SALT LAKE CITY — At WingNutz in Spanish Fork, chicken wings fly on and off the plates; beer flows from the taps.
Last month, someone who wasn’t a customer walked in the door. It was an inspector from the Utah Occupational Safety and Health Division, known as UOSH.
“We got cited for servers not wearing their masks,” said Becky Crawford, one of the restaurant’s owners.
Crawford said employees were not near customers at the time. WingNutz was fined $1,500 – enough to buy 200 pounds of wings.
“It’s hard to tell an employee their individual rights don’t matter,” Crawford said.
UOSH had cited 24 other businesses for pandemic violations as of late January. All but one is accused of violating the mask mandate then-Governor Gary Herbert issued in November. That mandate remains in effect.
Herbert tasked UOSH inspectors with enforcing the mask mandate in businesses.
“We got almost a year’s worth of complaints in just a couple of months,” said Eric Olsen, a spokesman for the Utah Labor Commission, which oversees UOSH.
The list of cited businesses runs up and down Utah. In West Valley City, Ken Garff Ford was fined $4,500.
A spokeswoman for the dealership issued a statement saying five technicians in a maintenance area who were not masked have been reprimanded and given additional training.
“We care deeply about customer and employee safety,” the statement added, “and are working to do everything possible to protect everyone in our dealership.”
The statement added: “Along with following state health guidelines, we have gone above and beyond in sanitizing our stores daily and keeping any employee who feels virus symptoms home to recover.”
The NAPA Auto Parts store in Moab was fined $750 for an unmasked employee.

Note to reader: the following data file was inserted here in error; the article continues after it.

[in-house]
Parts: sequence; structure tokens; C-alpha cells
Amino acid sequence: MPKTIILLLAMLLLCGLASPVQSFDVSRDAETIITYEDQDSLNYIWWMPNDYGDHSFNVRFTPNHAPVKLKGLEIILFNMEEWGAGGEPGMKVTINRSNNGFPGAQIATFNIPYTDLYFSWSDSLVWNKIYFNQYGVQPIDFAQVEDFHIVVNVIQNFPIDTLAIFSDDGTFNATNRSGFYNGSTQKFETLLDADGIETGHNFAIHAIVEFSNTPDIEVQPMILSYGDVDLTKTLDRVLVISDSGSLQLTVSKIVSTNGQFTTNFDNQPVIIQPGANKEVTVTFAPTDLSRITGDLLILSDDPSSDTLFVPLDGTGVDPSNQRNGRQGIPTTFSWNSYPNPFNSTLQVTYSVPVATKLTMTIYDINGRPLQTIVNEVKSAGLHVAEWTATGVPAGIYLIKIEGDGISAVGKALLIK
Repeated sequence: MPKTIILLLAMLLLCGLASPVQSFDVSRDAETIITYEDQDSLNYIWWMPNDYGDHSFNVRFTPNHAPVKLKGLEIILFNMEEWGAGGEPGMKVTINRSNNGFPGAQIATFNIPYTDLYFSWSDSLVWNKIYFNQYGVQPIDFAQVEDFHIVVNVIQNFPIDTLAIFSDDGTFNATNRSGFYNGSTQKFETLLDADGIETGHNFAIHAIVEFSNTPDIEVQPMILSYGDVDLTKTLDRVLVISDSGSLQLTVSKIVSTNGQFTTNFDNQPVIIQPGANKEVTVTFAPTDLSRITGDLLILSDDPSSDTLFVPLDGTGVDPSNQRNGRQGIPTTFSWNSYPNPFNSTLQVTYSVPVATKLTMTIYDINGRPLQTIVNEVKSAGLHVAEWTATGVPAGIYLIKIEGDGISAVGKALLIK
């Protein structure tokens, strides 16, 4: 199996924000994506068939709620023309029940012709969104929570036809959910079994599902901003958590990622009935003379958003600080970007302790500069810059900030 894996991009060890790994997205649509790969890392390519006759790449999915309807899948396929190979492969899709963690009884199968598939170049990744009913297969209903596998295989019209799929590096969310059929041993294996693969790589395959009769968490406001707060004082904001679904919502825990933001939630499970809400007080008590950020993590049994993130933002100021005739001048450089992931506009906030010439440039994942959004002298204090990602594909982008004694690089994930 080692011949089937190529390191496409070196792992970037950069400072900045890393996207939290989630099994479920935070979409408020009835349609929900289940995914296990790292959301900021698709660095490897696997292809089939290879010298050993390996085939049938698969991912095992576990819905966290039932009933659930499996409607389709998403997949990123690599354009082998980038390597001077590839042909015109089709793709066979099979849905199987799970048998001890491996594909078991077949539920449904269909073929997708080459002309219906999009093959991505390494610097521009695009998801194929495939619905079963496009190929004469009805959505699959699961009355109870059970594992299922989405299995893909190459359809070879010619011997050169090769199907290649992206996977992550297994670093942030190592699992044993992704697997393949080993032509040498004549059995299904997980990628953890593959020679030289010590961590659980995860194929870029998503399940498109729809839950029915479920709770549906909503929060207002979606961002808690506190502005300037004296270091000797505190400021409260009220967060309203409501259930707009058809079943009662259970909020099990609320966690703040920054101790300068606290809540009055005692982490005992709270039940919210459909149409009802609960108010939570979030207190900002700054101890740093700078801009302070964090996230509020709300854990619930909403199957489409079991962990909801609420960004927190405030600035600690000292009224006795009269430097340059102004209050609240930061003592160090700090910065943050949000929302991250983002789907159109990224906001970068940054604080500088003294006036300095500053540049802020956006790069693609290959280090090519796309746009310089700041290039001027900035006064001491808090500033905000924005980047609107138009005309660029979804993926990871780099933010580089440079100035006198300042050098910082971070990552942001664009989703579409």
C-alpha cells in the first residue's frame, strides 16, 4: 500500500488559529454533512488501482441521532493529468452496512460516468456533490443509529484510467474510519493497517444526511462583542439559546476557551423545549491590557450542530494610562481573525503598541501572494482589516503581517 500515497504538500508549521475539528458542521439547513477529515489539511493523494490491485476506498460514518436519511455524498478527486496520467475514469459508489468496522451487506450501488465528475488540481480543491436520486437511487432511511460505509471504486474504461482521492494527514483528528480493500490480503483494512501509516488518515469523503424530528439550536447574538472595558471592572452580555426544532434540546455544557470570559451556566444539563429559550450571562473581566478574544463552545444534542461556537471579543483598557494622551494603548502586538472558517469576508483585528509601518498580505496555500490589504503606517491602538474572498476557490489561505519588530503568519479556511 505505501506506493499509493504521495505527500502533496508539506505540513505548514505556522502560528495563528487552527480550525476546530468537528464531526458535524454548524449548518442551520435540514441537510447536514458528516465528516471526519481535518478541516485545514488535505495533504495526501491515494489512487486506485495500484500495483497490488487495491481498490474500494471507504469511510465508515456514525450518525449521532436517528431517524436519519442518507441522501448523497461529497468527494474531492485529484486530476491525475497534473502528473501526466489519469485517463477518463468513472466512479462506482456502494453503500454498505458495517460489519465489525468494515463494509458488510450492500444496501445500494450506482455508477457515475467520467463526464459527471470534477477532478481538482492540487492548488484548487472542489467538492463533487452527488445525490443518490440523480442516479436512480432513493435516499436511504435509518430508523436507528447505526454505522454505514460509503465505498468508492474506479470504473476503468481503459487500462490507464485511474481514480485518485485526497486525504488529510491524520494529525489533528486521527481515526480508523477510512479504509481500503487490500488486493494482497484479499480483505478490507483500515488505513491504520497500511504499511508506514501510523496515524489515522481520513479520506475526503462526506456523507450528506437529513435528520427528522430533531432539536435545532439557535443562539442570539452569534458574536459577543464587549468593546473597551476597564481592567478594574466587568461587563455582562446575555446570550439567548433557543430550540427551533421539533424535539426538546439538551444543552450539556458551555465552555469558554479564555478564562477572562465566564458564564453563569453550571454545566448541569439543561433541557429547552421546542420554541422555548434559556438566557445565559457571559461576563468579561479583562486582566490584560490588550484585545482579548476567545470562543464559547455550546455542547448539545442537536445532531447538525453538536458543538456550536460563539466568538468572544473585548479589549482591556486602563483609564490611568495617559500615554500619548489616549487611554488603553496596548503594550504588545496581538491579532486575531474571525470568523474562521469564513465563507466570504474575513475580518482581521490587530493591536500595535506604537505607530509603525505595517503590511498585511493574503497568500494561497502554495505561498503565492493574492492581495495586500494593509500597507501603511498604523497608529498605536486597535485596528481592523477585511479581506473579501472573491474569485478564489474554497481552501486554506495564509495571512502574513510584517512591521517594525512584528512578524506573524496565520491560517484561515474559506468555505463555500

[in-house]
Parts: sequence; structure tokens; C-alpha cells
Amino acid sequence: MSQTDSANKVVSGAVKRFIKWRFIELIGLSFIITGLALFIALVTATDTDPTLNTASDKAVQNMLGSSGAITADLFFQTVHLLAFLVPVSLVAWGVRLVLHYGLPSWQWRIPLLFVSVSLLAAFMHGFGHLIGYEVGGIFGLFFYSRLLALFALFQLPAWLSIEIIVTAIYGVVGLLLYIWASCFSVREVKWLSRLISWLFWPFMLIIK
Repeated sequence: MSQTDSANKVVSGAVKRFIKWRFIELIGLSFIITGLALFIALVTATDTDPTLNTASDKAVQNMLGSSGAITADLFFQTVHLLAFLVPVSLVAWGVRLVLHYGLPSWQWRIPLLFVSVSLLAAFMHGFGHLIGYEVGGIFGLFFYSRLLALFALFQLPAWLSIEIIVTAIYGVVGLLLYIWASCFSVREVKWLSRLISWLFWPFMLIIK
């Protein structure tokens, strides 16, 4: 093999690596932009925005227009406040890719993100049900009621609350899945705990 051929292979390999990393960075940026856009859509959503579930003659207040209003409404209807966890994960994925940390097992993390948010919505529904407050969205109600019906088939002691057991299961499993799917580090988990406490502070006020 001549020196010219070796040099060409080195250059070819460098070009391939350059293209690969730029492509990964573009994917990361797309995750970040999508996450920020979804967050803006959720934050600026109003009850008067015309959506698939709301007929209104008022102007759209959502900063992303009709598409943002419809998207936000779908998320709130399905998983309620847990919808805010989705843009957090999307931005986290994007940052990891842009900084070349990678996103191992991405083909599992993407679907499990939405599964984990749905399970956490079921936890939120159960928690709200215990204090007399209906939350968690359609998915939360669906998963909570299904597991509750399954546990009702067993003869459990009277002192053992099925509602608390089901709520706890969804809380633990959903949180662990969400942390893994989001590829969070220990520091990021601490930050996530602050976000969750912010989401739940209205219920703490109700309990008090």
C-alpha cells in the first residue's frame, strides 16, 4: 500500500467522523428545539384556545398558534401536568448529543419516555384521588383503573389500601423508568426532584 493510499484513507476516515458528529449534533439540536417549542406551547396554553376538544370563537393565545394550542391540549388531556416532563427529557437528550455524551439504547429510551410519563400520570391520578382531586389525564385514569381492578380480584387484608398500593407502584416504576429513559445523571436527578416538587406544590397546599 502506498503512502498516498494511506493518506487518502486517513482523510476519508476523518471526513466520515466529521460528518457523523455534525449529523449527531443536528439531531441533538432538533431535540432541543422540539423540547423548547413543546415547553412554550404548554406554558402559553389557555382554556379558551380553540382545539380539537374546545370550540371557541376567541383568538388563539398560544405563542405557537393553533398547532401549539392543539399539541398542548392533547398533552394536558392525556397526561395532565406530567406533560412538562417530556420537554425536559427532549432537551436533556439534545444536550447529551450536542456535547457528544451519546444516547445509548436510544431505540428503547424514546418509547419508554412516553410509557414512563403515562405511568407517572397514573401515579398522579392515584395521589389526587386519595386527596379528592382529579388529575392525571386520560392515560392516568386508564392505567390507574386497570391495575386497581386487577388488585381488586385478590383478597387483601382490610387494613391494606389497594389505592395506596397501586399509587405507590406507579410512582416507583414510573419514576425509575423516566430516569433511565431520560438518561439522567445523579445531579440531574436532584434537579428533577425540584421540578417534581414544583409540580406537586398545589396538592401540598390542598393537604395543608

“If you don’t want to come into my store, if you don’t feel safe, just walk out,” said owner Cindy Daye. “It’s that easy.”
Manufactures have been cited, too, like freeze-dried food makers Harvest Right in North Salt Lake. It was fined $1,50 for two employees not wearing masks. The company did not respond to requests for comment.
Inspectors cited Intermountain Cedar City Hospital. A hospital spokesman said one employee did not feel adequately trained to use a respirator while caring for a COVID-19 patient. The hospital worked with UOSH to provide additional training and was not fined.
By law, occupational safety violations start at fines of about $5,000, Olsen explained. Factors in the case, including the size of the business, the severity of the violation and whether the business worked to abate the issue, can increase or lessen that amount.
Olsen confirmed at least four businesses have refused to allow UOSH inspectors inside. The inspectors went to a judge and obtained a warrant to enter.
“Most businesses are doing what needs to be done,” Olsen said, “and most of the ones we talk about that maybe we’ve had to give a citation to have been really good about remedying that situation.”
Crawford feels her restaurant is being punished for the choices the workers made. The penalties, she said, goes against the “we’re in this together” motto that has been heard throughout the pandemic.
“I didn’t feel like I was in anything together,” she said.